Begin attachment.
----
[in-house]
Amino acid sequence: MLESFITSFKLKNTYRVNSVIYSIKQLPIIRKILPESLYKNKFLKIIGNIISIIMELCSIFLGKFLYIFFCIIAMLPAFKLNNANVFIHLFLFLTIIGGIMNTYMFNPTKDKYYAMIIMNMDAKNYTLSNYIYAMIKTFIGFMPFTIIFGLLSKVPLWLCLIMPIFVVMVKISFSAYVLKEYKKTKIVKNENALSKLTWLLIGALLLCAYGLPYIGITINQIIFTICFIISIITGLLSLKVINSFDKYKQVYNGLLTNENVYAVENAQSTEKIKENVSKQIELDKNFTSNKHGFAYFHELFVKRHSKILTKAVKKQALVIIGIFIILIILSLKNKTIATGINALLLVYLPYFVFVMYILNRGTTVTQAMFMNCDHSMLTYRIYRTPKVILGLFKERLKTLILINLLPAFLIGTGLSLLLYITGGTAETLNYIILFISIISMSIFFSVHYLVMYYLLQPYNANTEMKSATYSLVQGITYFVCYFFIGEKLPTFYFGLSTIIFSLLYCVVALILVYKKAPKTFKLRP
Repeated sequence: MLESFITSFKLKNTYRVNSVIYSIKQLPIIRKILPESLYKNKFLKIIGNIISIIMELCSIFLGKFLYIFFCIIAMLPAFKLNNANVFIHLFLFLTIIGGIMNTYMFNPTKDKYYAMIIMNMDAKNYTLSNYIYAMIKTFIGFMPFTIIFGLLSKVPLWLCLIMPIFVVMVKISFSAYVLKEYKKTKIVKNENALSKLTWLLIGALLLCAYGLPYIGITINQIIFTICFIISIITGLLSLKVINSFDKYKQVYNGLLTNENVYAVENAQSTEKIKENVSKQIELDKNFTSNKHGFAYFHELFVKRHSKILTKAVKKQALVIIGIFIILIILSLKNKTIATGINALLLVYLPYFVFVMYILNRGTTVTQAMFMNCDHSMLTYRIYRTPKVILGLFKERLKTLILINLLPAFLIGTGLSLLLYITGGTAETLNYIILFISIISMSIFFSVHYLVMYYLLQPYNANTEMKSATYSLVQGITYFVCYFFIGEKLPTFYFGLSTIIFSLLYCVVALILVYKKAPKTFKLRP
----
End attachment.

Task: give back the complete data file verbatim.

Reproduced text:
[in-house]
Amino acid sequence: MLESFITSFKLKNTYRVNSVIYSIKQLPIIRKILPESLYKNKFLKIIGNIISIIMELCSIFLGKFLYIFFCIIAMLPAFKLNNANVFIHLFLFLTIIGGIMNTYMFNPTKDKYYAMIIMNMDAKNYTLSNYIYAMIKTFIGFMPFTIIFGLLSKVPLWLCLIMPIFVVMVKISFSAYVLKEYKKTKIVKNENALSKLTWLLIGALLLCAYGLPYIGITINQIIFTICFIISIITGLLSLKVINSFDKYKQVYNGLLTNENVYAVENAQSTEKIKENVSKQIELDKNFTSNKHGFAYFHELFVKRHSKILTKAVKKQALVIIGIFIILIILSLKNKTIATGINALLLVYLPYFVFVMYILNRGTTVTQAMFMNCDHSMLTYRIYRTPKVILGLFKERLKTLILINLLPAFLIGTGLSLLLYITGGTAETLNYIILFISIISMSIFFSVHYLVMYYLLQPYNANTEMKSATYSLVQGITYFVCYFFIGEKLPTFYFGLSTIIFSLLYCVVALILVYKKAPKTFKLRP
Repeated sequence: MLESFITSFKLKNTYRVNSVIYSIKQLPIIRKILPESLYKNKFLKIIGNIISIIMELCSIFLGKFLYIFFCIIAMLPAFKLNNANVFIHLFLFLTIIGGIMNTYMFNPTKDKYYAMIIMNMDAKNYTLSNYIYAMIKTFIGFMPFTIIFGLLSKVPLWLCLIMPIFVVMVKISFSAYVLKEYKKTKIVKNENALSKLTWLLIGALLLCAYGLPYIGITINQIIFTICFIISIITGLLSLKVINSFDKYKQVYNGLLTNENVYAVENAQSTEKIKENVSKQIELDKNFTSNKHGFAYFHELFVKRHSKILTKAVKKQALVIIGIFIILIILSLKNKTIATGINALLLVYLPYFVFVMYILNRGTTVTQAMFMNCDHSMLTYRIYRTPKVILGLFKERLKTLILINLLPAFLIGTGLSLLLYITGGTAETLNYIILFISIISMSIFFSVHYLVMYYLLQPYNANTEMKSATYSLVQGITYFVCYFFIGEKLPTFYFGLSTIIFSLLYCVVALILVYKKAPKTFKLRP